Second public hearing scheduled for proposed Waverly law
remain opposed to
LED sign changes
WAVERLY - Village trustees voted Tuesday to schedule a second public hearing for a proposed local law that would allow churches in residential districts to install LED signs.
The board voted 5-2, with Patrick Ayres and mayor Dan Leary opposed, to set the public hearing for 6 p.m. Nov. 12, despite continued opposition from Leary and village attorney Betty Keene.
The second public hearing is necessary because of an amendment to the original draft that would limit the cycle of change on LED signs to 30 seconds. The Tioga County planning board recommended the change upon its review in September.
If passed, the law would allow churches to install a ground sign up to ten feet high and with a maximum area of one square foot for every three lineal feet of building frontage, up to 40 square feet. The size of the sign exceeds the six square feet typically allowed in the village's residential district.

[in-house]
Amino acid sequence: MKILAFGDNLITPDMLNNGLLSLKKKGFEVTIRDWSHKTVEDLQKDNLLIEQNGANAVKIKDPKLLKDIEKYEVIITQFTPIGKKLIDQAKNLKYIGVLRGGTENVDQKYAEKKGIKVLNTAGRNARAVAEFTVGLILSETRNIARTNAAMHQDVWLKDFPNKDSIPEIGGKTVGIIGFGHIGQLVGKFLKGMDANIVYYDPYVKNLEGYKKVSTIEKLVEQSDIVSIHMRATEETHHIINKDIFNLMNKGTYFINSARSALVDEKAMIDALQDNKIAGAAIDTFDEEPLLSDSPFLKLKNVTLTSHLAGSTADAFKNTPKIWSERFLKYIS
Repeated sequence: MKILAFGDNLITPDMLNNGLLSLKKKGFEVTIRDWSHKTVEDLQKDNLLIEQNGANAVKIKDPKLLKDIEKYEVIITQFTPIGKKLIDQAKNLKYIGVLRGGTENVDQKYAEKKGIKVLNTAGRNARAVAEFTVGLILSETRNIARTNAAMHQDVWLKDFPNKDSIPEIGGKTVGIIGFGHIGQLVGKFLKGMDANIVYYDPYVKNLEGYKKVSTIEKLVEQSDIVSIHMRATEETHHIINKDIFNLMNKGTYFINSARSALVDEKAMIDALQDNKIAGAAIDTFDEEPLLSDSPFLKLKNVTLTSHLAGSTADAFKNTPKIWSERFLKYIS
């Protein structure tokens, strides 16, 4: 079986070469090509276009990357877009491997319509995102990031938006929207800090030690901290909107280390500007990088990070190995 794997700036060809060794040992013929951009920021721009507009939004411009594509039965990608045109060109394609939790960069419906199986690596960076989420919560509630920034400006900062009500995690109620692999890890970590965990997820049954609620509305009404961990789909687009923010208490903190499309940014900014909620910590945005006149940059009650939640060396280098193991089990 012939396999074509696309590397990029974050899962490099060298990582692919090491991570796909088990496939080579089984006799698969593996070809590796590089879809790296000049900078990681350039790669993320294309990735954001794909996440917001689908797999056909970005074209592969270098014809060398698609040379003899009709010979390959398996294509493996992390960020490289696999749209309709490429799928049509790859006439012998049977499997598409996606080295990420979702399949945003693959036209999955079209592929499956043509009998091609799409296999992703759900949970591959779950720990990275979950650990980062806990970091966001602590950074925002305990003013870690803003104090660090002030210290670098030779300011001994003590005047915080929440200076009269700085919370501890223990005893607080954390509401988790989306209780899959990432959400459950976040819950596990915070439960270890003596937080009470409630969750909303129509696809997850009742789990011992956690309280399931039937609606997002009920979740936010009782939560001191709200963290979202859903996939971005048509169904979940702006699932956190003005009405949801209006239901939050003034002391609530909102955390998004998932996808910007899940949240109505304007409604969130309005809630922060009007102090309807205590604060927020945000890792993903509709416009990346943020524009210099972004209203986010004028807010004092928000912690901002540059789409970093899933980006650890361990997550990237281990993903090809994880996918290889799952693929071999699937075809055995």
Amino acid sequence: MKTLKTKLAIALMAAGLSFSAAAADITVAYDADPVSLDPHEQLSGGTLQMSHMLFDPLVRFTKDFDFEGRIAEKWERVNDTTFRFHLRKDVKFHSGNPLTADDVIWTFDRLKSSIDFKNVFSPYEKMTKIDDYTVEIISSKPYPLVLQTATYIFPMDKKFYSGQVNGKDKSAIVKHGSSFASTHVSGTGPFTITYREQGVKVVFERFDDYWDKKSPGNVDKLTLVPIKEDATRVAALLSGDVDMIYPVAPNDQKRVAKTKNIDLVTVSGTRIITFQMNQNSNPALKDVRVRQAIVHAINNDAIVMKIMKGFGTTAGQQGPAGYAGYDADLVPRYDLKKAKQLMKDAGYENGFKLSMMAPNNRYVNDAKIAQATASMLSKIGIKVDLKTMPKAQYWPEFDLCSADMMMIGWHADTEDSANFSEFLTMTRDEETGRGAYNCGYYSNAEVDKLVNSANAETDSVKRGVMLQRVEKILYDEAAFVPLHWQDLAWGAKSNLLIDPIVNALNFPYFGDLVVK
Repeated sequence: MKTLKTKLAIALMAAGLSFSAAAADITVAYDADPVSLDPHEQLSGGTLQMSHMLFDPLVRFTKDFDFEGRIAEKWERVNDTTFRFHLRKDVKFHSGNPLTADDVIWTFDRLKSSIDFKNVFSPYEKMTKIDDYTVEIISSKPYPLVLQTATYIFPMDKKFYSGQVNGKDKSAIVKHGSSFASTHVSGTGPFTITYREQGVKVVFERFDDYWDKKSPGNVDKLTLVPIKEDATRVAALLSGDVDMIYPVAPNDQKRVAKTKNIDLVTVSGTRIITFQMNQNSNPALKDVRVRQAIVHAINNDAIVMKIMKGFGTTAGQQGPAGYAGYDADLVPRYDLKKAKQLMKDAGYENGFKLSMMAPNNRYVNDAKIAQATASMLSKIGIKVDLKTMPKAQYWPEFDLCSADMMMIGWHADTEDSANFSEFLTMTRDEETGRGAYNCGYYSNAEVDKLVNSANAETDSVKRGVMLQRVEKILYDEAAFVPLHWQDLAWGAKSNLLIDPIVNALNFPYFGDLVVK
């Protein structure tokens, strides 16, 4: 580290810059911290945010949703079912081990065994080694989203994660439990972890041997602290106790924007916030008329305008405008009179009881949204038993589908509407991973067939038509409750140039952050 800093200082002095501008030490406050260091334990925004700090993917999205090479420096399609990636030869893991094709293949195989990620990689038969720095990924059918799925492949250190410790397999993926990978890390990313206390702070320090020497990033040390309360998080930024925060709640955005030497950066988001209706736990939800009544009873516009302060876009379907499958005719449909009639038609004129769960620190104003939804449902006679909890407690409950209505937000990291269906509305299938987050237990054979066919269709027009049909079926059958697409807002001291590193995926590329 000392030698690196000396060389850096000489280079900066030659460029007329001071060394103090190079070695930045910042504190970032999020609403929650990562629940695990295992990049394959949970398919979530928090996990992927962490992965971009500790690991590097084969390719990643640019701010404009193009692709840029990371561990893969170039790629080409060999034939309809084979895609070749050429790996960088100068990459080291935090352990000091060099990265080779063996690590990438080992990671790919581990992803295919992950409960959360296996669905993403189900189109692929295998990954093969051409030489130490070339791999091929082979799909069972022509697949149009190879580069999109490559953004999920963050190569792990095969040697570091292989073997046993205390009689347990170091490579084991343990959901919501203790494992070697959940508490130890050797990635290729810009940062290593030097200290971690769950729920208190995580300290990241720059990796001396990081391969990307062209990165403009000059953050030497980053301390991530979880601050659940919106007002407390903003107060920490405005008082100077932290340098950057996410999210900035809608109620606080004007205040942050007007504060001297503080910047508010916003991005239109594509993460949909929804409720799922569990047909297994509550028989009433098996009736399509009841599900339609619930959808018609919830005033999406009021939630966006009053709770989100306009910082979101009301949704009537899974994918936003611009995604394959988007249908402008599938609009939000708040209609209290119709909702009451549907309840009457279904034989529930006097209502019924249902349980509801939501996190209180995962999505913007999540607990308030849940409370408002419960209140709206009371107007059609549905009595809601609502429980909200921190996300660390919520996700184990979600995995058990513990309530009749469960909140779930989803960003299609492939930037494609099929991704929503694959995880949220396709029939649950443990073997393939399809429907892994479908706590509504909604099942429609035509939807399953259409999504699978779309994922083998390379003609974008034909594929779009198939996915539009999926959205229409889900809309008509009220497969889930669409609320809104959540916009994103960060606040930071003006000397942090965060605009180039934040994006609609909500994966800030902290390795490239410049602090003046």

The law would also allow churches to install LED signs, provided they operate only between 8 a.m. and 8 p.m. or for emergency notification purposes outside those hours.
Churches wanting to install a sign under the new regulations would need to receive a special permit from the village planning board, involving a site plan and public hearing, according to the draft law.
In a letter sent last week to trustees and planning board members, Leary expressed concern that the board continues to pursue the law's passage, going against the recommendations of Keene and the village planning board.
Keene also wrote a letter to the board earlier this month stating her concerns about the law, arguing that permitting the signs would negatively affect the purpose of residential zoning to "preserve and maintain the essence of a residential area."
Keene also said that in-home businesses in residential zones could be denied equal protection under the law if trustees passed the proposed law.
"I strongly urge the village board to not pass the proposed amendment," Keene writes. "As proposed, I believe that there are serious constitutional implications to passage of this amendment and that passage would be contrary to the stated purpose of residential zoning as set forth in our village code."
Amanda Renko can be reached at (570) 888-9652; or email: firstname.lastname@example.org.